Heart Surgery Recovery
Recovery in the hospital
After your surgery, you may spend a day or more in the hospital's intensive care unit (ICU), depending on the type of surgery you had. An intravenous (IV) needle might be inserted in a blood vessel in your arm or chest to give you fluids until you're ready to drink on your own. Your healthcare team may also give you extra oxygen through a face mask or nasal prongs that fit just inside your nose. They will remove the mask or prongs when you no longer need them.
When you leave the ICU, you will be moved to another part of the hospital for several days before you go home. While you're in the hospital, your healthcare team will closely watch your heart rate, , breathing, and incision site(s).
Recovery at home
People respond differently to heart surgery. Your recovery at home will depend on what kind of heart problem and surgery you had, as well as your overall health. Before you go home, your provider will tell you how to:
- Care for your healing incision(s)
- Recognize signs of infection or other complications
- Cope with the after-effects of surgery
Your healthcare team will give you information about follow-up appointments, medicines, and situations when you should call your provider right away. They will also let you know when you should expect to resume daily activities such as driving and working.
Discomfort and some pain after heart surgery are normal. Your provider will work with you to give you medicine to ease any pain you may feel. Some common after-effects of heart surgery include:
- Constipation, especially if you are taking pain medicine
- Difficulty sleeping
- Loss of appetite
- Memory problems
- Mood swings or depression
- Pain in your chest or muscles, especially if you have an incision in your leg from coronary artery bypass grafting (CABG)
Ongoing care and recovery
You will need to see your provider regularly to monitor your recovery and take steps to prevent another heart problem.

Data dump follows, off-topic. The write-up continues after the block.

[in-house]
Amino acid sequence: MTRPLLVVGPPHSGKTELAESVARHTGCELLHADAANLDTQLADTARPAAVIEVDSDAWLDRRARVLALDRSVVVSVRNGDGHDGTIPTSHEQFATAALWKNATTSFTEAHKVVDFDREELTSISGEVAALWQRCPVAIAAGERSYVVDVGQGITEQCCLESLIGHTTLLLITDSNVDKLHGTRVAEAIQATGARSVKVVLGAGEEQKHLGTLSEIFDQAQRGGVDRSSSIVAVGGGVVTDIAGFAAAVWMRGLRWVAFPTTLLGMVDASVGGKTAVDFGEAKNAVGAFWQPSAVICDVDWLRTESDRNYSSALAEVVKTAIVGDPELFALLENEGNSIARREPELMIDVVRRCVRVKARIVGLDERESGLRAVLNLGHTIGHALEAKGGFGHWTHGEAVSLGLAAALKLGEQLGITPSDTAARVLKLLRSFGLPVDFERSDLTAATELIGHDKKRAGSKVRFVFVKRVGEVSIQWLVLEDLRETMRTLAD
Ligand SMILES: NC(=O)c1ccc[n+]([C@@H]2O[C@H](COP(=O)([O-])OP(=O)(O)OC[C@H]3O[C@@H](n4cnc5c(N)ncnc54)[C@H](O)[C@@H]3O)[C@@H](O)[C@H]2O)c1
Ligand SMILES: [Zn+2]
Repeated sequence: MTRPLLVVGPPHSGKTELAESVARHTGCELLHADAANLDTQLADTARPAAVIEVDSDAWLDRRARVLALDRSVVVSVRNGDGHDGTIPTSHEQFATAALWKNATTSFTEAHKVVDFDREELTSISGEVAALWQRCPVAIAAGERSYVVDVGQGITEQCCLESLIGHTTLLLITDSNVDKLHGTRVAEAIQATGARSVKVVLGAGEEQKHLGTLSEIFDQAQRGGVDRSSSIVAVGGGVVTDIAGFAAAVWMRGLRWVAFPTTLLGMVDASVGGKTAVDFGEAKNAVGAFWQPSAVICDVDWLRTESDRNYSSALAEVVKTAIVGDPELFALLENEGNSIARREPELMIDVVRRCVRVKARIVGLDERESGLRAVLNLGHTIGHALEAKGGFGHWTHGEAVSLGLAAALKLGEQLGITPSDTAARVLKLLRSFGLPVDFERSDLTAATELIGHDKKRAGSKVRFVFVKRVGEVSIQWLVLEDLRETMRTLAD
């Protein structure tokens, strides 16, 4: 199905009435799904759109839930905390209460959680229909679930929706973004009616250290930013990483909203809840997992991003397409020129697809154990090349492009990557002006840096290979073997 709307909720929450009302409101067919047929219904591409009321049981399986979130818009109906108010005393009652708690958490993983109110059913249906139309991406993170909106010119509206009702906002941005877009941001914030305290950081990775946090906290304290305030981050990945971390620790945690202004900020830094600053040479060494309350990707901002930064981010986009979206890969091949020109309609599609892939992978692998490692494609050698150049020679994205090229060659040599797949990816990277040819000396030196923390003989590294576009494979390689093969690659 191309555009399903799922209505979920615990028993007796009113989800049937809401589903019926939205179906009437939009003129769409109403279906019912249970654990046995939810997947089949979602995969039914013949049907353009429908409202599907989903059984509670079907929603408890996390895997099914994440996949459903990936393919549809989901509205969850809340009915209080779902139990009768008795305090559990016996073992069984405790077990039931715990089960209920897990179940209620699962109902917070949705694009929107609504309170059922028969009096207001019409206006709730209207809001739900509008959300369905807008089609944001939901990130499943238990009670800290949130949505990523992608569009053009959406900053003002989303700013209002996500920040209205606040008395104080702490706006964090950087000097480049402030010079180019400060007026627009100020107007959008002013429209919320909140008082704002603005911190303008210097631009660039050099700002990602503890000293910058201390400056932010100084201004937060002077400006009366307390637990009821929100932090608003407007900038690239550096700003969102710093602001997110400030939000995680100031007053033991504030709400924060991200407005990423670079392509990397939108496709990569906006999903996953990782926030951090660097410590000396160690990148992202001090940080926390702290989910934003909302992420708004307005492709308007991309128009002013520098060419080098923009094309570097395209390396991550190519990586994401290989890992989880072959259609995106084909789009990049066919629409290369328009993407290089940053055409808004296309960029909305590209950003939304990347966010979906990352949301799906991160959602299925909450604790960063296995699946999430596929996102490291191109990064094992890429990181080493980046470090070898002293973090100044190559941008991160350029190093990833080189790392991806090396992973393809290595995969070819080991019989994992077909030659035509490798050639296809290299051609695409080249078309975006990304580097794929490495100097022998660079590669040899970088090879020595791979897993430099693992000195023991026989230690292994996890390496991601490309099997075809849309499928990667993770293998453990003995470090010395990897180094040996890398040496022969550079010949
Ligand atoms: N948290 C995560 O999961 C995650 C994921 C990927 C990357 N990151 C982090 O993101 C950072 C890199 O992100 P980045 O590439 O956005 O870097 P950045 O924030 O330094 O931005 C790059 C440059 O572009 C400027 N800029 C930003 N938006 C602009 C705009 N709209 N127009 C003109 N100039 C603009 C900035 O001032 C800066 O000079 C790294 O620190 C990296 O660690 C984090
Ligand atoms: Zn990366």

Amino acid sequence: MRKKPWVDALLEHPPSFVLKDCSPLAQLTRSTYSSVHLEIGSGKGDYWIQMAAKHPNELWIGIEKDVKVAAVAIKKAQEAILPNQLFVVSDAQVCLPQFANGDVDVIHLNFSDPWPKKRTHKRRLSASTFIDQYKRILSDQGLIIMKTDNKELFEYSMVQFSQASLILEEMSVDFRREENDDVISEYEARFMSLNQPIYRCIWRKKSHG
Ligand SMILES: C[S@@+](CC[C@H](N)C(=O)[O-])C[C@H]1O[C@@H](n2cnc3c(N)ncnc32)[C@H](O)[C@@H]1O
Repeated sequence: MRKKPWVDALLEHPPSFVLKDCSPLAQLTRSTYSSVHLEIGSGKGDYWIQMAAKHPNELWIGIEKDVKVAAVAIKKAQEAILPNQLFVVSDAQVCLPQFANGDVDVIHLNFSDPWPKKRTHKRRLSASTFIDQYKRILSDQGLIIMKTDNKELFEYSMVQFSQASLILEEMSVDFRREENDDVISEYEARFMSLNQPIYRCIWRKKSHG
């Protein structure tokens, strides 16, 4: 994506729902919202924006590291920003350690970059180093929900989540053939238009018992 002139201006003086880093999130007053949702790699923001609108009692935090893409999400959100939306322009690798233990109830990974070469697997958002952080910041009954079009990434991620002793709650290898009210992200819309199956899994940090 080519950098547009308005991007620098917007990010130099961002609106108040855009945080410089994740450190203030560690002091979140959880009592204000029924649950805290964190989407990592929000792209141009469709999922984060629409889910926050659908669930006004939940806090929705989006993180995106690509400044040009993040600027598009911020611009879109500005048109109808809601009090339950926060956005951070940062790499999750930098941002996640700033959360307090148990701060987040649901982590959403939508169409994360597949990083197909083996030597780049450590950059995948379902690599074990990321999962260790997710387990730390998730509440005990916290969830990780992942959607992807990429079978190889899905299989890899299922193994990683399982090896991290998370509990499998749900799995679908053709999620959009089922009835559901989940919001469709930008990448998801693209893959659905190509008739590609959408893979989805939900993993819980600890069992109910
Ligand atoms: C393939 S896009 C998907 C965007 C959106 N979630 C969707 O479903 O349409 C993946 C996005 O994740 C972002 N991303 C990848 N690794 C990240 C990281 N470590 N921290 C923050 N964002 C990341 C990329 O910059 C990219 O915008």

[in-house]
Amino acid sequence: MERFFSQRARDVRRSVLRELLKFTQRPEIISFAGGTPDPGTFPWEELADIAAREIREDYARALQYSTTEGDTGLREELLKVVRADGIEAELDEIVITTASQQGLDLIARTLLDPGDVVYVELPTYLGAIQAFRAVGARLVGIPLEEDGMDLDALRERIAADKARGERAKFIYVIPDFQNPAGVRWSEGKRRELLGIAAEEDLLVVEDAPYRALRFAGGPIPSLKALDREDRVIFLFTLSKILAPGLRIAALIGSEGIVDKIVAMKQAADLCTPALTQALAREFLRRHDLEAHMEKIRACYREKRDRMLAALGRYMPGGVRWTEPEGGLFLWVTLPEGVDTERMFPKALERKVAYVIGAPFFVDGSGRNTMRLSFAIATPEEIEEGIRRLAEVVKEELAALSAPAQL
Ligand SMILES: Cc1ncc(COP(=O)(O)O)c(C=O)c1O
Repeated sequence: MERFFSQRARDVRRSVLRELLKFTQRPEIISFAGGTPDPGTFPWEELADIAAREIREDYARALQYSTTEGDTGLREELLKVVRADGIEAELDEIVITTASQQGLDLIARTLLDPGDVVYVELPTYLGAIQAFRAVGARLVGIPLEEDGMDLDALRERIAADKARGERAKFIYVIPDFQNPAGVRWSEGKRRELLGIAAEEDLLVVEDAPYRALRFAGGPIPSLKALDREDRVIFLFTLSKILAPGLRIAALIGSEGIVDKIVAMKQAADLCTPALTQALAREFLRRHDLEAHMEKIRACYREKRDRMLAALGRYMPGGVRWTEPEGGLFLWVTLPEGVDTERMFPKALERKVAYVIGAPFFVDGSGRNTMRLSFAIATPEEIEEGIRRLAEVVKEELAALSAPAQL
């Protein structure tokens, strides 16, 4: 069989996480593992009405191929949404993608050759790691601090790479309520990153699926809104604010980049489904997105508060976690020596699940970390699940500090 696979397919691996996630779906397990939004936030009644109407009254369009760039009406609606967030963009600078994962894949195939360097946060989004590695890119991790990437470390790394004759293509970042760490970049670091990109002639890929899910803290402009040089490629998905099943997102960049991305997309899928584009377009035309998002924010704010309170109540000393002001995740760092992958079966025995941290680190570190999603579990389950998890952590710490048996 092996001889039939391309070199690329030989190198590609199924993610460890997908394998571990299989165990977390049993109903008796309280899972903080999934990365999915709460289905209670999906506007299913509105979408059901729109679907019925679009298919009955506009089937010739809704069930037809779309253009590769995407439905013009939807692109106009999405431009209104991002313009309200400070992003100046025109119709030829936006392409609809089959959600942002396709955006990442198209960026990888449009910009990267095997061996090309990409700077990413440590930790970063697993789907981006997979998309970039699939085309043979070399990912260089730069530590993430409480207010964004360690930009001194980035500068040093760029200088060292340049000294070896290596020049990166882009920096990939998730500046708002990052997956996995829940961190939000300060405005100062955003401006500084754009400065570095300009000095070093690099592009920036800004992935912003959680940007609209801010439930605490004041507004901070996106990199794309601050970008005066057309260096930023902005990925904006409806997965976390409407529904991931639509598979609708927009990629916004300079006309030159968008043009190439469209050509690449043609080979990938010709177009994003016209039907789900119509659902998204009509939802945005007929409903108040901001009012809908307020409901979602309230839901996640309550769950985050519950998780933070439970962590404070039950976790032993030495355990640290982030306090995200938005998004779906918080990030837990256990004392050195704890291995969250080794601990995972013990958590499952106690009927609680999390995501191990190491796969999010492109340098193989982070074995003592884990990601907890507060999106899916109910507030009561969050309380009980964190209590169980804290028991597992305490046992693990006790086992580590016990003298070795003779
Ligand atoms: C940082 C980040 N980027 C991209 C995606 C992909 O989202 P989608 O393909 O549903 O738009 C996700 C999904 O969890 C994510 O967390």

- Schedule regular checkups. Checkups with your provider or surgeon are an essential part of your ongoing care after heart surgery. During these visits, you may have blood tests or heart tests such as an electrocardiogram (EKG), echocardiography, or a stress test. These tests will show how your heart is working after the surgery.
- Take your medicine as prescribed. Depending on your condition and type of heart procedure, you may need to take a blood-thinning medicine for several months following your surgery.
- Make heart-healthy lifestyle changes. Your provider may recommend lifestyle changes to help you stay healthy. For example, your provider may advise you to quit smoking, choose heart-healthy foods, be physically active (when it is safe to do so), manage stress, and get enough good quality sleep.
- Learn more about how to protect your heart and prevent future problems. Depending on the type of heart surgery, your provider may refer you to cardiac rehabilitation. Cardiac rehabilitation is a medically supervised program for people recovering from heart problems. It usually includes exercise training, education on heart-healthy living, and counseling to reduce stress and help you recover. Your provider can help you find a cardiac rehabilitation program near your home.